Precious Metals Paradox: Good Fundamentals Help And Hurt

by: Emmet Kodesh

PMs (precious metals) are a small sector vital to industry and monetary policy. Their extreme volatility belies the constant and increasing uses of silver and can induce jitters in those with holdings in the sector. The week of October 7 included extreme volatility in equity markets, a 3.46% swing in the S&P Wednesday to Friday. It also had two major drops in PM prices: early in the week, a sell order for 600k oz. gold crushed bullion prices and before trading Friday, a 5000 unit sell of futures on COMEX briefly stopped trading and knocked gold down from $1305 to $1267 / oz. Ironically, it is precisely strong demand that may prompt trading by big players that suppresses PM prices.

Art Cashin, 50-year market veteran and NYSE floor manager for UBS addressed recent massive shorting of gold (NYSEARCA:GLD), noted the pattern and said "there should be some further investigation and why always [naked shorting happens] at that time" (before the open in NYC). Don't expect this to occur. The Friday short sell caused the CME to halt trading briefly as noted on CNBC among other sites but reparative action like that sometimes promised by CFTC Commissioner Bart Chilton also faces headwinds. The recent Goldman Sachs and Credit Suisse downgrades of gold are in the process of being turned into fact.

I will discuss the simple but overlooked logic for this paradox, the havoc it wreaks on those trying to understand and invest (not simply trade) in the sector and consider strategies and allocation that adjust to chaotic situation likely to persist.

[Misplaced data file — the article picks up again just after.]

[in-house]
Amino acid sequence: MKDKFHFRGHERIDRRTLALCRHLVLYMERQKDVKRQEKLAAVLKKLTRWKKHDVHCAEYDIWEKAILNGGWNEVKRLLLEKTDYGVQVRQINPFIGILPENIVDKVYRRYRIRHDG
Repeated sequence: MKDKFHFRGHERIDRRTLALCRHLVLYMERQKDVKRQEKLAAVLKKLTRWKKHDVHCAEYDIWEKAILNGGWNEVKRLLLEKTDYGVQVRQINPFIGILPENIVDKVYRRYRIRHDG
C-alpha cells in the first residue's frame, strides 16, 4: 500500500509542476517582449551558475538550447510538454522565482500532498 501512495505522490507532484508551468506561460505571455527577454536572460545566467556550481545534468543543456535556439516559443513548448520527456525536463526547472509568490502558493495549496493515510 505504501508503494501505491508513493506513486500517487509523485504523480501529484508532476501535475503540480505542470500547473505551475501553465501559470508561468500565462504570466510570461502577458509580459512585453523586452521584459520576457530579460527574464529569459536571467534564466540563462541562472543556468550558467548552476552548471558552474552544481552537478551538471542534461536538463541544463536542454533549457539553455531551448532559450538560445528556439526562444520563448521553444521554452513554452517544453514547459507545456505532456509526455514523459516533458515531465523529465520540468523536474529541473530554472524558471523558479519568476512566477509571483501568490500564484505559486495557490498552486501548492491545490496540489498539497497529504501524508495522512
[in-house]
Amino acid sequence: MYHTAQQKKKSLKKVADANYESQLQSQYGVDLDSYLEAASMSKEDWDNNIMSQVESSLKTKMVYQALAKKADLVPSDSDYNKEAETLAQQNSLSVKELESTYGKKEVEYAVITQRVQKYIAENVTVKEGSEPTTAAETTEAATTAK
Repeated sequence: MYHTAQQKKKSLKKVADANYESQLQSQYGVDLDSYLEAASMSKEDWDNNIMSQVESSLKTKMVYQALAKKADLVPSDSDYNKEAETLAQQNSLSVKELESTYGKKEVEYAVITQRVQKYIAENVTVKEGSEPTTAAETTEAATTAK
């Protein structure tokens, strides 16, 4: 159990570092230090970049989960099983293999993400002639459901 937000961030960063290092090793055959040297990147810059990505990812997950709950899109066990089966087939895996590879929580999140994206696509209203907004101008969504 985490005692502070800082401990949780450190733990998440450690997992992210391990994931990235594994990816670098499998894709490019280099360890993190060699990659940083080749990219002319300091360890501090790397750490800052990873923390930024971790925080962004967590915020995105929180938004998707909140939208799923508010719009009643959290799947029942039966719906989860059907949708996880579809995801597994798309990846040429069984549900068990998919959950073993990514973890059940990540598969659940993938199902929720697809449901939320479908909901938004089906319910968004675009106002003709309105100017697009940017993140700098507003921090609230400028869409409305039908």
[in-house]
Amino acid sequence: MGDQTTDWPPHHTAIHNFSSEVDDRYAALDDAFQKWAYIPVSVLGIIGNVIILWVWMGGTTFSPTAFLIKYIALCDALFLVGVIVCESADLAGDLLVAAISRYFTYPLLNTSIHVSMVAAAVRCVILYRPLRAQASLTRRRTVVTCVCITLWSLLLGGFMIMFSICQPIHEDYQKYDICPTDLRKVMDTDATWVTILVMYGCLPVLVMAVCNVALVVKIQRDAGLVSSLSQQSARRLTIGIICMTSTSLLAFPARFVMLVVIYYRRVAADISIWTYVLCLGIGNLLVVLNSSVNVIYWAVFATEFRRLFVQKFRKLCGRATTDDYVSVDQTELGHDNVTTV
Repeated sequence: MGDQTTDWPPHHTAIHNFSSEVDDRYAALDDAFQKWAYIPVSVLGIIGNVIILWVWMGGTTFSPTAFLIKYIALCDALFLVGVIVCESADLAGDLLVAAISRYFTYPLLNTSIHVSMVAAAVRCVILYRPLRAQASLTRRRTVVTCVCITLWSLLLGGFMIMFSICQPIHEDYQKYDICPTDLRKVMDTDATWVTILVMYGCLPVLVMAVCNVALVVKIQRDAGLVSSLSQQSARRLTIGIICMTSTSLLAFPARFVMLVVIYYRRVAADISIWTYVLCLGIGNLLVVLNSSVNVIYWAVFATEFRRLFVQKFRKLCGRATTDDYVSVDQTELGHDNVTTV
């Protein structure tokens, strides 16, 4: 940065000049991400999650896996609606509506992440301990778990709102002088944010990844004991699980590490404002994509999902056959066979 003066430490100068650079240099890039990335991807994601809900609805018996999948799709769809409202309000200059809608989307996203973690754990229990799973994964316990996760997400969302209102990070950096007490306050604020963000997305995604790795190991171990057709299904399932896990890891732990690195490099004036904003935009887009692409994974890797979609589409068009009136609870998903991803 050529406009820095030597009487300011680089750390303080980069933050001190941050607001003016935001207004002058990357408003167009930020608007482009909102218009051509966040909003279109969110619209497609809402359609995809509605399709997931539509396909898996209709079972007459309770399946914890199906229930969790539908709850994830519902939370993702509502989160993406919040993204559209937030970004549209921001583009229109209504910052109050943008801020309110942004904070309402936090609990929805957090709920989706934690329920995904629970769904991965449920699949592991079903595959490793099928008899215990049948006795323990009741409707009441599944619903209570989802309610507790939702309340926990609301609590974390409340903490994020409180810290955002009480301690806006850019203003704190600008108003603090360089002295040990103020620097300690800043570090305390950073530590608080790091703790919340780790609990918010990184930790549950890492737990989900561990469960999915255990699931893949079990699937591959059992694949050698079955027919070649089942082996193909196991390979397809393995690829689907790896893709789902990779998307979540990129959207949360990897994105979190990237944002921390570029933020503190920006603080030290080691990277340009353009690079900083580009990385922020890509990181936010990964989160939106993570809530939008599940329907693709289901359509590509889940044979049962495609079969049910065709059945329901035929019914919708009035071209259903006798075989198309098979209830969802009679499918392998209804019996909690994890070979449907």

Silver is a commodity essential to many industries and its uses are increasing. Its unique conductivity makes it ubiquitous in circuit boards and electric switches, car, truck and jet engines, household appliances, cell phones and televisions and photo-voltaics. It resists oxidation and corrosion. Its anti-bacterial properties find increasing medical applications. It also is highly desired as a monetary metal and store of value: as I have noted in previous columns, record numbers of silver eagles and maple leafs have already been sold this year. Fiat currencies continue to be devalued with some, the Rupee, Real and Yen, suffering major deterioration and volatility. Despite these great fundamentals, the price of silver is down over 31% YTD: at $21.40 it is at its level of early October 2010. Its one year hi-low is $18.50 late in June, down from $34.20 in December 2012.

The fundamentals for gold are nearly as strong. Record levels of buying by Asian Central Banks and by retail investors world wide have not boosted prices: the opposite has occurred. Bank and retail buying has been occasioned by deteriorating currencies, enormous increases in Sovereign and individual debt, troubled demographics and movement toward a new reserve system whose details remain obscure.